Thursday, March 22, 2012

Does Joey Look Suspicious Too?

We have a student at our school I'll call Joey. Joey is one of those good-natured, gentle kids that everyone is excited to see. He learned every teacher's name, even though he's only a ninth grader and doesn't have most of them as teachers in classes, and greets us all personally every day. He will walk right up to guests and introduce himself with a handshake. He'll wander into meetings and greet everyone before he is (gently) kicked out by whoever is running the meeting. He's funny and sweet and generally just great to be around.

He's also 14, almost six feet tall, built like a linebacker, and African-American.

So Joey has been on my mind quite a bit the past few days as I've read up on the Trayvon Martin story, the 17-year-old African American who was shot dead for, as far as I can tell, "looking suspicious." The neighborhood watch captain's claims that Martin fought with him seem to be falling apart. The situation looks more like someone motivated to kill out of racial paranoia rather than self-defense.

Jose Vilson has already written about the implications of this case for teachers. I don't want to do that here, only to say that it makes me think about a story a colleague told me about Joey. Joey came to him once and said he'd had a bad day because he'd been stopped and frisked on the way to school. Apparently this happens to Joey a couple of times a week, and maybe it's not hard to guess why. But it seems to happen in the same park, on his way to and from school. You'd think maybe the police would have learned by now that Joey is absolutely harmless; in fact, he's a totally lovely kid. What is the point in continuing to target him multiple times a week?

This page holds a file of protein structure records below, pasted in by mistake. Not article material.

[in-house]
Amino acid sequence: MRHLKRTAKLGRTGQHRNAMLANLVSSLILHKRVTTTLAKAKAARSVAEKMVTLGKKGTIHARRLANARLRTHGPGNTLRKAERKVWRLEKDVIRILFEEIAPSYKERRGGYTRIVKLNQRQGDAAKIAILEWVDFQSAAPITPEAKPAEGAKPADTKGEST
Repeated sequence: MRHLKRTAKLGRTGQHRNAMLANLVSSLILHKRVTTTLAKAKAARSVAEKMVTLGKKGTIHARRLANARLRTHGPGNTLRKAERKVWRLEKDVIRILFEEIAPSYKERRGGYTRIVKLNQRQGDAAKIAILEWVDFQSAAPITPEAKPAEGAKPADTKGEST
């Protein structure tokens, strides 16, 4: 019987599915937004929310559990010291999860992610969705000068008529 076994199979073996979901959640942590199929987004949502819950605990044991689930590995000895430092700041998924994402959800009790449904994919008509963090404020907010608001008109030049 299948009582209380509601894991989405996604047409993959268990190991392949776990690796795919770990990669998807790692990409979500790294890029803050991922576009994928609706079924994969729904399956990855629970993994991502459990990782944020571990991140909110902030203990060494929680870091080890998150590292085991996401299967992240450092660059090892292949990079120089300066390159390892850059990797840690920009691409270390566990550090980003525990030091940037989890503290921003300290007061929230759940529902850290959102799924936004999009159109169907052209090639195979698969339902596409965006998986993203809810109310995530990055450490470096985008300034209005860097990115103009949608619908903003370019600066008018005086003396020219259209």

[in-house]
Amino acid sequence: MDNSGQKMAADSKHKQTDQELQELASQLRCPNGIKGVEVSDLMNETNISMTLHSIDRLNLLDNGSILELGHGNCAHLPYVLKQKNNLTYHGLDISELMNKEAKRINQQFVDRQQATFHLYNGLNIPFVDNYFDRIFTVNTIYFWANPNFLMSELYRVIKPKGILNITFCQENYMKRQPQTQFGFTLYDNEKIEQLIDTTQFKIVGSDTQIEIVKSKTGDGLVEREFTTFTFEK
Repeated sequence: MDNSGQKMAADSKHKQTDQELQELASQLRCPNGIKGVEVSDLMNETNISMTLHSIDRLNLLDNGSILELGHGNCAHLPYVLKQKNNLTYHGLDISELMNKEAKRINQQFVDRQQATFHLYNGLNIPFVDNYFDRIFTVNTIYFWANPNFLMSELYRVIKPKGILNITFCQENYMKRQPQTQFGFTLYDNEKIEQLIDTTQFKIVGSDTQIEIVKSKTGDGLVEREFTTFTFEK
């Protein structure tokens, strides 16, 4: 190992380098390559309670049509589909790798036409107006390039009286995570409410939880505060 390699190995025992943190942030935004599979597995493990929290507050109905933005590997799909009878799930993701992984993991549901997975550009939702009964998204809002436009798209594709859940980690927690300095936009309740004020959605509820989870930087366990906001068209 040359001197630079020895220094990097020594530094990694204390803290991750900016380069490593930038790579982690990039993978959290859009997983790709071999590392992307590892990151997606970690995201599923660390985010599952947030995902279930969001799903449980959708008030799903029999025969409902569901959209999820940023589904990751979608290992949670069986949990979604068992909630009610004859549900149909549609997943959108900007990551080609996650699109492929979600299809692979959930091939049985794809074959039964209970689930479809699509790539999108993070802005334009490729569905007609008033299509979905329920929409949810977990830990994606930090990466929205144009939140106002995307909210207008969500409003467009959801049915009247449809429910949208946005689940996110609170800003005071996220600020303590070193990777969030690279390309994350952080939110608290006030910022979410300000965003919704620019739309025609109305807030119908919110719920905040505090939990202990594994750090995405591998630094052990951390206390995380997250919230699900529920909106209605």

And if Joey goes into his local park, maybe after dark, cutting through there to pick up a few things at the grocery store or walk a friend home from the train station, and he's wearing a black hoodie, does Joey "look suspicious" too? Even if he's unarmed? Even if he's not breaking any law? Even if all he's doing is walking, wearing a hoodie, and, well, being African-American and male?

This is, unfortunately, part of reality for some of our students. I don't have an answer, either. But I think it's important that we as teachers know it's out there.
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